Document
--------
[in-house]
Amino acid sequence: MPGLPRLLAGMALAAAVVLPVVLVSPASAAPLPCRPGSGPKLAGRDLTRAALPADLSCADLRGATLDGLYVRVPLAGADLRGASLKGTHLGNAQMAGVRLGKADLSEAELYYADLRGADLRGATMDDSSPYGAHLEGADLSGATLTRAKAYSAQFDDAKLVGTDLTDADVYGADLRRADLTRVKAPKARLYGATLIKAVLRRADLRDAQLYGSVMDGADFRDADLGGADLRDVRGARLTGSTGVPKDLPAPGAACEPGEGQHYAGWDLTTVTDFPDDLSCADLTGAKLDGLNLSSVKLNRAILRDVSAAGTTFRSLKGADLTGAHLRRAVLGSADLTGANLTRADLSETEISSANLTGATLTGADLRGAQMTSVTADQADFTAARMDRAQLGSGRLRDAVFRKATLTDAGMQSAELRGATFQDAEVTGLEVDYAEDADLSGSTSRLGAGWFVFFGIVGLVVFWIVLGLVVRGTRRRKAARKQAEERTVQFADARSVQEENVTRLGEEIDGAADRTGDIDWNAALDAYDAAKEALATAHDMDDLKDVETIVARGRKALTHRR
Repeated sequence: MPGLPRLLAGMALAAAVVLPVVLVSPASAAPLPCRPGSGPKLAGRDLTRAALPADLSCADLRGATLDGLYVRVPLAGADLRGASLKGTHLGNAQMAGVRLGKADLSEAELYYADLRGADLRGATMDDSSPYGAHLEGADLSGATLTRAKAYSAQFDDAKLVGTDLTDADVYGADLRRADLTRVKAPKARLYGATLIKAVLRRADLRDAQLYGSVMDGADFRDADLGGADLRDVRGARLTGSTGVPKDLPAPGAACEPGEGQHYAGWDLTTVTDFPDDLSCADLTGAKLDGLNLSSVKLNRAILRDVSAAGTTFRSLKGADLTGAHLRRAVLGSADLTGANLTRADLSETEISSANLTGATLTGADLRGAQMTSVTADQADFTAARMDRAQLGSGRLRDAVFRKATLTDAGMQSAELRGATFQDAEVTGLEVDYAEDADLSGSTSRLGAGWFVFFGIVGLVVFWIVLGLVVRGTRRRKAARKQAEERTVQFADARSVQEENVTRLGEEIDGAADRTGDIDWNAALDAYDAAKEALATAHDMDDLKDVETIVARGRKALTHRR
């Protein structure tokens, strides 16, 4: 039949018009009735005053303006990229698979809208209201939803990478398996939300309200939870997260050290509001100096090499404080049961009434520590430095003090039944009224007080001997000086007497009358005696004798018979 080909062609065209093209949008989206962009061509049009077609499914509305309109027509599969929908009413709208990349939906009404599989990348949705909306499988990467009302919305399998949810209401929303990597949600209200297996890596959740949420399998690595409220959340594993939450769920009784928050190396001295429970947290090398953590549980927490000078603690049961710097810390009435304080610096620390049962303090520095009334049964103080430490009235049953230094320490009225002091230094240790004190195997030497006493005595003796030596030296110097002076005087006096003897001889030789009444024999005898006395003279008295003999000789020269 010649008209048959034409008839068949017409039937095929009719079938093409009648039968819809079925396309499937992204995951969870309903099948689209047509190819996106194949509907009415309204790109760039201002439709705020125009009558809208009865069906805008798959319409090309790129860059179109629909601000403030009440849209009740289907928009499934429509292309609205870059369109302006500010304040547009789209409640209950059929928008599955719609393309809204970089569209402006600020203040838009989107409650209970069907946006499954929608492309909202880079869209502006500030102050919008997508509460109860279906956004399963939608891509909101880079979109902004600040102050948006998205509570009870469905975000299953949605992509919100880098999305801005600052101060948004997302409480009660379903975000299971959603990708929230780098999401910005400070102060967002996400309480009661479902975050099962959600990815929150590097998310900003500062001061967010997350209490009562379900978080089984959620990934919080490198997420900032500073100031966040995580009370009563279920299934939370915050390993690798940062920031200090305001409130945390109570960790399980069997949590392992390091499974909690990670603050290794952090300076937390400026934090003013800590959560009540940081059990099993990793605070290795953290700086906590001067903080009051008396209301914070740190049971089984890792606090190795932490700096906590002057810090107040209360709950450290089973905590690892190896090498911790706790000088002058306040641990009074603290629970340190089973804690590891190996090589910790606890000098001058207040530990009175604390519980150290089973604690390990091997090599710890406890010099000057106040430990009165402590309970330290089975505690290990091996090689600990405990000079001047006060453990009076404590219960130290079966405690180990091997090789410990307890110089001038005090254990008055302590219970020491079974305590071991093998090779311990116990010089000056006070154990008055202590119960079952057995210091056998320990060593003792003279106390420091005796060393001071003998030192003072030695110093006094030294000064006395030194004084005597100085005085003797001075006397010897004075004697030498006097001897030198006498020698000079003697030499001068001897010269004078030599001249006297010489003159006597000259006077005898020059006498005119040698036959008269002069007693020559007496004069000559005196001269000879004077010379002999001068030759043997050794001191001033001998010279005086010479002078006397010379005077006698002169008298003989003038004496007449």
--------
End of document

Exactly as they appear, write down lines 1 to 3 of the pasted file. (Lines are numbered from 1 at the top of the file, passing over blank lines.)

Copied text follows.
[in-house]
Amino acid sequence: MPGLPRLLAGMALAAAVVLPVVLVSPASAAPLPCRPGSGPKLAGRDLTRAALPADLSCADLRGATLDGLYVRVPLAGADLRGASLKGTHLGNAQMAGVRLGKADLSEAELYYADLRGADLRGATMDDSSPYGAHLEGADLSGATLTRAKAYSAQFDDAKLVGTDLTDADVYGADLRRADLTRVKAPKARLYGATLIKAVLRRADLRDAQLYGSVMDGADFRDADLGGADLRDVRGARLTGSTGVPKDLPAPGAACEPGEGQHYAGWDLTTVTDFPDDLSCADLTGAKLDGLNLSSVKLNRAILRDVSAAGTTFRSLKGADLTGAHLRRAVLGSADLTGANLTRADLSETEISSANLTGATLTGADLRGAQMTSVTADQADFTAARMDRAQLGSGRLRDAVFRKATLTDAGMQSAELRGATFQDAEVTGLEVDYAEDADLSGSTSRLGAGWFVFFGIVGLVVFWIVLGLVVRGTRRRKAARKQAEERTVQFADARSVQEENVTRLGEEIDGAADRTGDIDWNAALDAYDAAKEALATAHDMDDLKDVETIVARGRKALTHRR
Repeated sequence: MPGLPRLLAGMALAAAVVLPVVLVSPASAAPLPCRPGSGPKLAGRDLTRAALPADLSCADLRGATLDGLYVRVPLAGADLRGASLKGTHLGNAQMAGVRLGKADLSEAELYYADLRGADLRGATMDDSSPYGAHLEGADLSGATLTRAKAYSAQFDDAKLVGTDLTDADVYGADLRRADLTRVKAPKARLYGATLIKAVLRRADLRDAQLYGSVMDGADFRDADLGGADLRDVRGARLTGSTGVPKDLPAPGAACEPGEGQHYAGWDLTTVTDFPDDLSCADLTGAKLDGLNLSSVKLNRAILRDVSAAGTTFRSLKGADLTGAHLRRAVLGSADLTGANLTRADLSETEISSANLTGATLTGADLRGAQMTSVTADQADFTAARMDRAQLGSGRLRDAVFRKATLTDAGMQSAELRGATFQDAEVTGLEVDYAEDADLSGSTSRLGAGWFVFFGIVGLVVFWIVLGLVVRGTRRRKAARKQAEERTVQFADARSVQEENVTRLGEEIDGAADRTGDIDWNAALDAYDAAKEALATAHDMDDLKDVETIVARGRKALTHRR